One thing I learned from that case: if you’re going to carry a gun, make sure that you have insurance in case you need to use it. It’s about $500 a year, from what I looked up, and it seems to be well worth it. I’m sure the thought of having to come up with the money to pay for a lawyer, and having none, finally drove him over the edge.

    • Replies: @FPD72
  35. @fnn

    Maybe Indians or Aleuts? That far north is not healthy for darker-skinned people unless they get extra Vitamin D.

  36. @El Dato

    The cop was an AA PoS hire with a record of being a PoS.

    Check out who runs PG county for a better explanation.

  37. I wonder what’s up with Lubbock? Mostly White and Hispanic, and home of Texas Tech University. Increasing from 9 to 22 calls for some sort of explanation.

    • Replies: @FPD72
  38. Mr. Anon says:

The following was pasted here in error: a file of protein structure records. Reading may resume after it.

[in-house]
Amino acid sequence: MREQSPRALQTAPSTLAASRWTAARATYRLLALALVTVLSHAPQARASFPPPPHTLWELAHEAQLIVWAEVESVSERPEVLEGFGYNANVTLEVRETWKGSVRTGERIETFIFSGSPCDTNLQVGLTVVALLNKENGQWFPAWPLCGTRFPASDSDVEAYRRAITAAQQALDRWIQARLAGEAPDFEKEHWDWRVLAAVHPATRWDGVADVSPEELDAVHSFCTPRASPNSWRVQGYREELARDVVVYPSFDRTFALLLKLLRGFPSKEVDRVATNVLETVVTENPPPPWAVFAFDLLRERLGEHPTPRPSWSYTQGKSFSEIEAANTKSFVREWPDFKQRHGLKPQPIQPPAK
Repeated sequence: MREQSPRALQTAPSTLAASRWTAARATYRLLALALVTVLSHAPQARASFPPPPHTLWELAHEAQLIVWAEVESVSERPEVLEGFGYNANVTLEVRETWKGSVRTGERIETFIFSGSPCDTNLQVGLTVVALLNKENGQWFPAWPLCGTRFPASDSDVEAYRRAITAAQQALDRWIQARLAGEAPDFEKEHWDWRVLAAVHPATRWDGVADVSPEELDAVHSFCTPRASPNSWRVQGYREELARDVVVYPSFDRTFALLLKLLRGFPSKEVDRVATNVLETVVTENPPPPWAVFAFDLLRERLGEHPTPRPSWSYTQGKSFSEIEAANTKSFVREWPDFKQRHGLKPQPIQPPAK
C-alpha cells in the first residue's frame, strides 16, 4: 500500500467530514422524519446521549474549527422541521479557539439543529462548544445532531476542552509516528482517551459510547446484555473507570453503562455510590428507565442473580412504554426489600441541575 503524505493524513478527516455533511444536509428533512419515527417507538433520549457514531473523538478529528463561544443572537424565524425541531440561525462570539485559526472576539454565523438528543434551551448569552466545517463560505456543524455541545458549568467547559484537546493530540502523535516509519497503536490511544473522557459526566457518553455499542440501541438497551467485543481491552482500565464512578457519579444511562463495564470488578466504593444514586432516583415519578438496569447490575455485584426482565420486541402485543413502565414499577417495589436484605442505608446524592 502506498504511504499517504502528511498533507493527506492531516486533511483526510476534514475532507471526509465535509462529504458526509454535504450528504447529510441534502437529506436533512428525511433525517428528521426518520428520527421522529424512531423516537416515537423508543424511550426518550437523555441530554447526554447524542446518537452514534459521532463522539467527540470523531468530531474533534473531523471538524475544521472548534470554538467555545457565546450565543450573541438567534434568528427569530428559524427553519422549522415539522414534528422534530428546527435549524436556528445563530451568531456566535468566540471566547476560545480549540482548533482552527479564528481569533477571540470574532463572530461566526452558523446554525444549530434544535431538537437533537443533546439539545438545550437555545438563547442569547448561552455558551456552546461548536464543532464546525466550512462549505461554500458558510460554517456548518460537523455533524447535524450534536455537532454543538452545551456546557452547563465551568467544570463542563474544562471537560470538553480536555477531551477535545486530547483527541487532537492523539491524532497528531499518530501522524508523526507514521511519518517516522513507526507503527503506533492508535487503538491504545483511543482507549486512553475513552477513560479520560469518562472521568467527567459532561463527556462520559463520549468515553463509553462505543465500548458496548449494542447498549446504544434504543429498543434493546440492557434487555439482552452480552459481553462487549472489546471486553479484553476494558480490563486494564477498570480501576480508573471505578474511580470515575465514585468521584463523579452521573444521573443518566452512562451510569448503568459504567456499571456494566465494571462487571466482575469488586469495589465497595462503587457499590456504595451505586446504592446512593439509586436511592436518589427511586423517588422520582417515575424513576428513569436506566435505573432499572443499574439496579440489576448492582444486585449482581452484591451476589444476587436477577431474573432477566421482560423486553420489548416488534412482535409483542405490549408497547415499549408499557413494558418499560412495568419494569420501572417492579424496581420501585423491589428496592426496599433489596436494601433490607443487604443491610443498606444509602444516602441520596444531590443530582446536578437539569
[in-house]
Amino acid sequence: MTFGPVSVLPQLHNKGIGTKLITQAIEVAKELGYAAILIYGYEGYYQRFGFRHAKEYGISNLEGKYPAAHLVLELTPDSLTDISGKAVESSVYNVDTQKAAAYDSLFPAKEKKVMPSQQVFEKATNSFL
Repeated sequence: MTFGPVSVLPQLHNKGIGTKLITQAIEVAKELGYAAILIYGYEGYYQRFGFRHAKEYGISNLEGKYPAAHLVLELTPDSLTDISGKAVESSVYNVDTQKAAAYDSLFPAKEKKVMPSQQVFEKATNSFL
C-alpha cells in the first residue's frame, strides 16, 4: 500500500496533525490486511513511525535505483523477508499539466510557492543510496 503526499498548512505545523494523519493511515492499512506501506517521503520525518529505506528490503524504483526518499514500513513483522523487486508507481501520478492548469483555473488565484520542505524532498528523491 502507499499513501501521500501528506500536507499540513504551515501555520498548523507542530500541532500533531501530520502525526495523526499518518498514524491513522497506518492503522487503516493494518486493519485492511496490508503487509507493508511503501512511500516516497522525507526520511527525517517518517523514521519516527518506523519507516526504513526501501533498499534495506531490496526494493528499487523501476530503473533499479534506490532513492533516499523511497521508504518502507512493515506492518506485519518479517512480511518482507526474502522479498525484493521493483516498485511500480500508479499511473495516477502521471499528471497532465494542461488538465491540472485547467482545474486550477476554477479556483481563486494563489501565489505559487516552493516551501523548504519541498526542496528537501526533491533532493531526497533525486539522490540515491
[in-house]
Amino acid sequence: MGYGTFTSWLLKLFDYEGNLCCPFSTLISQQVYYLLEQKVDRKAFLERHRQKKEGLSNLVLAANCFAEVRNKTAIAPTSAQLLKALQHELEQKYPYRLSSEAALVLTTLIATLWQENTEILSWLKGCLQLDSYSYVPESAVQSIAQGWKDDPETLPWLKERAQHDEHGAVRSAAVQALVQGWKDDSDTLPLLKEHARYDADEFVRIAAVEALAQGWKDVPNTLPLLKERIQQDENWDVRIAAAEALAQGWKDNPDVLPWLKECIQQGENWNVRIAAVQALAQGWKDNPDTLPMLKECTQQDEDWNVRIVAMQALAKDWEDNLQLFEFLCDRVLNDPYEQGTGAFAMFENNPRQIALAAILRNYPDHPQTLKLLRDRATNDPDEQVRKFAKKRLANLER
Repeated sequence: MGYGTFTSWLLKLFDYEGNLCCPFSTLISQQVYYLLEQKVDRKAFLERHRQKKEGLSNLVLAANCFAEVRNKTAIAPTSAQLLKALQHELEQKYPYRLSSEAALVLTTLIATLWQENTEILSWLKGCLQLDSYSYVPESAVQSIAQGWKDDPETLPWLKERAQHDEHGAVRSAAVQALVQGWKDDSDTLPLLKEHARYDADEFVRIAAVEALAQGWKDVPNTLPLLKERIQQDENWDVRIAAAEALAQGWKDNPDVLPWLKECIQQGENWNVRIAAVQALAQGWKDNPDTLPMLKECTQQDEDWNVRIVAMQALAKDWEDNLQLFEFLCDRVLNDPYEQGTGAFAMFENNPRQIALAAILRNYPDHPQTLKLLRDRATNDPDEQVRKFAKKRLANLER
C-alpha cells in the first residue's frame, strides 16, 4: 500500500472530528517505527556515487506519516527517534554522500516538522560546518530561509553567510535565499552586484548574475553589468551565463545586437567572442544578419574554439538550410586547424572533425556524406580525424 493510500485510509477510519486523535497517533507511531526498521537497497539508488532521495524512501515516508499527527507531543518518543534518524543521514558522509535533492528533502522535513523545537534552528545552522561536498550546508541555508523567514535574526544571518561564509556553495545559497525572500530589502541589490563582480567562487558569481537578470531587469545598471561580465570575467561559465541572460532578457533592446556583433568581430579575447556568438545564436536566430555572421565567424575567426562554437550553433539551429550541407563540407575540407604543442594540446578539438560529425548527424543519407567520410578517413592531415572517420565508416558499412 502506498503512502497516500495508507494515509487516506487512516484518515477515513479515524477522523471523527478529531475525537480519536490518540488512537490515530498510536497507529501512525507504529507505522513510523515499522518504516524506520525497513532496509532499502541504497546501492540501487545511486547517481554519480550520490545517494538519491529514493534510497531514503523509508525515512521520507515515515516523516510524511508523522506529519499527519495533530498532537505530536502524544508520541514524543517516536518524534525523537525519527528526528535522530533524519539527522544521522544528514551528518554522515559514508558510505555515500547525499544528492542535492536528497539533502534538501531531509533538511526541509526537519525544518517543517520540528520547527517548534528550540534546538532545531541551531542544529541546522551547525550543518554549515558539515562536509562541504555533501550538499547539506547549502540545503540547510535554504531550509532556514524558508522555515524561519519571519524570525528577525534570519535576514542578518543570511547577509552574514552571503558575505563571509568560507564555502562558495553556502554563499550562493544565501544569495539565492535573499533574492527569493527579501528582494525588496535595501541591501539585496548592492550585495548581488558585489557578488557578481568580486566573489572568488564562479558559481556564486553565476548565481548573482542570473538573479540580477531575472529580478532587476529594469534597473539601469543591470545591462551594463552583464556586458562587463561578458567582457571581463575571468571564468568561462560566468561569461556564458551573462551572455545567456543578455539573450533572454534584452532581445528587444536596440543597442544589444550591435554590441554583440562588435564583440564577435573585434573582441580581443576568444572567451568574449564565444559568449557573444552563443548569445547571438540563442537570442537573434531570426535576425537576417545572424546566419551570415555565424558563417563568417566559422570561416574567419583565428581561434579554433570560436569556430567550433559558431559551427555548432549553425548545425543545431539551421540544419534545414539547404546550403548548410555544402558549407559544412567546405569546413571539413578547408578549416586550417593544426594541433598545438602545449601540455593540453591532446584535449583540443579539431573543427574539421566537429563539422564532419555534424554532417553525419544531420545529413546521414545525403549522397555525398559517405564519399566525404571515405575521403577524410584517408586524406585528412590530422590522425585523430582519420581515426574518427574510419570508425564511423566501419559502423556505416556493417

@Hippopotamusdrome

    Covid-19 pandemic has cost the world’s economy $3.8TRILLION ‘and made 147 million people unemployed’, study claims.

    A related story from 1918: lone Serbian gunman costs the World $340 billion, kills 14 million people.

    • LOL: Buffalo Joe
  39. @ic1000

    Baltimore seems to be the outlier on this list. ~60% black, home of Freddie Gray and the mostly peaceful protests in his memory, very high baseline murder rate, early center of BLM activity.

    I wonder why murders are down slightly, 2020 cf. 2019.

    Baltimore’s slight drop from 2019 to 2020 is well within random statistical variation year-to-year (I’ve been tracking this since Freddie Grey and have monthly data back to 2007). I haven’t updated my tables for 2020 data, but the basic conclusion is clear.